Next year there will also be a 330e plug-in hybrid. It uses the 320i’s petrol engine but on electric power alone, can propel the 3 Series to 75mph. Its CO2 emissions are expected to be as low as 49g/km, despite the car having a 0-62mph time of just 6.3 seconds.
How much equipment does it come with?
BMW says that in response to customer feedback it has tweaked the cabin’s design. There are now chrome flourishes running along the centre of the fascia and, on all but entry-level editions, extending to the front and rear door panels.
Chrome highlights now surround the air vents, the climate control switches and the electric window switches. There’s a sliding cover for the cupholders which looks classier than the current car’s, and there’s some extra storage space ahead of the gearlever.
The climate control screen has a higher resolution than before and different text colours for day (white) and night (orange).
The infotainment system had been upgraded. All new 3 Series will come with at least BMW’s Business sat-nav system as standard (6.5in screen), while the processor powering the optional Professional infotainment system has been beefed up to accelerate start-up time and cope with more complex 3D map displays.
It also gets three years of quarterly map updates for free, transmitted over the air to the car’s built-in data connection.
The two entry-level editions (the 318i petrol and the 316d diesel) are available only in SE or Sport trim but the core of the range (318d, 320i and 320d) will be offered in Luxury and M Sport trims as well.
BMW has yet to confirm final UK specifications but SE will bring cloth seats and fewer chrome and high-gloss flourishes in the cabin. Sport and Luxury should both include leather seats and open up the possibility of additional options and different designs of larger alloy wheels.
The Luxury and Sport lines continue to have badges just behind the front wheels, but they’re classier, better-looking items than on the current car. The exterior paint colour range has been extended to 16 shades.
How much will it cost?
The new model starts at around £24,975, which is around £700 dearer than the starting price for the outgoing model. The cheapest diesel is a 316d SE which costs £27,435 while Touring model prices begin from £26,405.
BMW 3 Series Saloon prices
318i SE £24975
318i Sport £25275
320i SE £27,255
320i Sport £27,555
320i Luxury £29,755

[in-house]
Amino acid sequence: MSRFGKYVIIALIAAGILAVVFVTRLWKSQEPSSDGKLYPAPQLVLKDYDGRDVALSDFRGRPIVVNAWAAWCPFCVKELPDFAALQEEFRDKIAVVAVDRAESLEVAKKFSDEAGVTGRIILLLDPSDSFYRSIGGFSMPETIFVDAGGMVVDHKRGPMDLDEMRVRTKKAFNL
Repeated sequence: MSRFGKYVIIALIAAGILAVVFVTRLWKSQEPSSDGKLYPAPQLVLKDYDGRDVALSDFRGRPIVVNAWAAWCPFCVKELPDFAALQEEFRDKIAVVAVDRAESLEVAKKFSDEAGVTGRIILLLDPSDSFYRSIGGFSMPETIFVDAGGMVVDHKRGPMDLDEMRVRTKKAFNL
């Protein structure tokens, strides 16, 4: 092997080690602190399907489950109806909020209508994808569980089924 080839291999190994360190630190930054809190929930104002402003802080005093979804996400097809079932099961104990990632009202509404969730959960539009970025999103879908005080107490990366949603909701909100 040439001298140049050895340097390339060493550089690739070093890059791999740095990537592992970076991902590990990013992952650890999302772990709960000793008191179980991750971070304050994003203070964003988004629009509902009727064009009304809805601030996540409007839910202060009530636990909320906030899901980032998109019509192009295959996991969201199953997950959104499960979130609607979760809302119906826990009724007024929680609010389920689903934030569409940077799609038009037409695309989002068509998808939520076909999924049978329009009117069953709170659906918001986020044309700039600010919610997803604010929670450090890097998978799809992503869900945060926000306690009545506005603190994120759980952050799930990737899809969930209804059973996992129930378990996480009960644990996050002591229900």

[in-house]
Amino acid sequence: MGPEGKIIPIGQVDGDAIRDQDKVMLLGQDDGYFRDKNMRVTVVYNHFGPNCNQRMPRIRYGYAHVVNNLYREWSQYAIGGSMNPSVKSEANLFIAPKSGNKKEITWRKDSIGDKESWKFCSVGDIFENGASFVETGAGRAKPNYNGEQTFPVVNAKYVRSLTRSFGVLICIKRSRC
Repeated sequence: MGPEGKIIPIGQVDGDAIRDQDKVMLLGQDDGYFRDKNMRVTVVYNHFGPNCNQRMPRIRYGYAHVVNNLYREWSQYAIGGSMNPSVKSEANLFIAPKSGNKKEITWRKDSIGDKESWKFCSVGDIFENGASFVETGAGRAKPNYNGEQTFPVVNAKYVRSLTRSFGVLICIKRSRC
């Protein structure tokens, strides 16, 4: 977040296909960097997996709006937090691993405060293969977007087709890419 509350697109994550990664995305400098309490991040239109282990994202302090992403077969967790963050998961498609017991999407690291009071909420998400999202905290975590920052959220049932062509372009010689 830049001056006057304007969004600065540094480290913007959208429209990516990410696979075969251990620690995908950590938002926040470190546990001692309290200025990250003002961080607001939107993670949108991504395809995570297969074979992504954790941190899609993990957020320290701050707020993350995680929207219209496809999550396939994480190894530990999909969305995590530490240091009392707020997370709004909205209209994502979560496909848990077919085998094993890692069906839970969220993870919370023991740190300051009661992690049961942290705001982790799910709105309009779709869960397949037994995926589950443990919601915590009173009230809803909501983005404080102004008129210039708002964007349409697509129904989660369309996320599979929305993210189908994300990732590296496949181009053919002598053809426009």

320i M Sport £29,555
320i xDrive SE £28,805
320i xDrive Sport £29,105
320i xDrive Luxury £31,305
320i xDrive M Sport £31,105
330i Luxury £33,005
330i M Sport £32,805
340i M Sport £38,125
316d SE £27,435
316d Sport £27,735
318d SE £28,685
318d Sport £28,985
318d Luxury £31,185
318d M Sport £30,895
320d SE £29,785
320d Sport £30,085
320d M Sport £32,285
320d ED Plus £30,485
320d ED Sport £30,985
320d xDrive SE £31,285
320d xDrive Sport £31,585
320d xDrive Luxury £33,785
320d xDrive M Sport £33,585
330d Luxury £37,415
330d M Sport £37,415
330d xDrive Luxury £39,115
330d xDrive M Sport £38,915
335d xDrive M Sport £40,330
BWW 3 Series Touring prices
318i SE £26,405
318i Sport £26,705
320i SE £28,570
320i Sport £28,870
320i Luxury £31,070
320i M Sport £30,870
320i xDrive SE £30,105
320i xDrive Sport £30,405
320i xDrive Luxury £32,720
320i xDrive M Sport £32,520
330i Luxury £34,305
330i M Sport £34,105
340i M Sport £39,255
316d SE £28,735
316d Sport £29,035
318d SE £29,985
318d Sport £30,285
318d Luxury £32,485
318d M Sport £32,285
320d SE £31,085
320d Sport £31,385
320d M Sport £33,385
320d ED Plus £31,785
320d ED Sport £32,285
320d xDrive SE £32,585
320d xDrive Sport £32,885
320d xDrive Luxury £35,215
320d xDrive M Sport £35,015
330d Luxury £38,715
330d M Sport £38,915
330d xDrive Luxury £40,430
330d xDrive M Sport £40,230
335d xDrive M Sport £41,665
Can I get a discount?
Decent discounts are available across the entire BMW range. Our Target Price team reports discounts of around 10% on the current car and we expect these to be available on the face-lifted model as well.
How good are its rivals?
In a word: very. The executive car class is one of the most competitive.
The Audi A3 Saloon, new Mercedes-Benz C-Class and Jaguar XE are all very good and will be tough to beat.
Also, when you consider the fact that Volkswagen has pushed its latest Passat upmarket, the face-lifted BMW 3 Series certainly has its work cut out.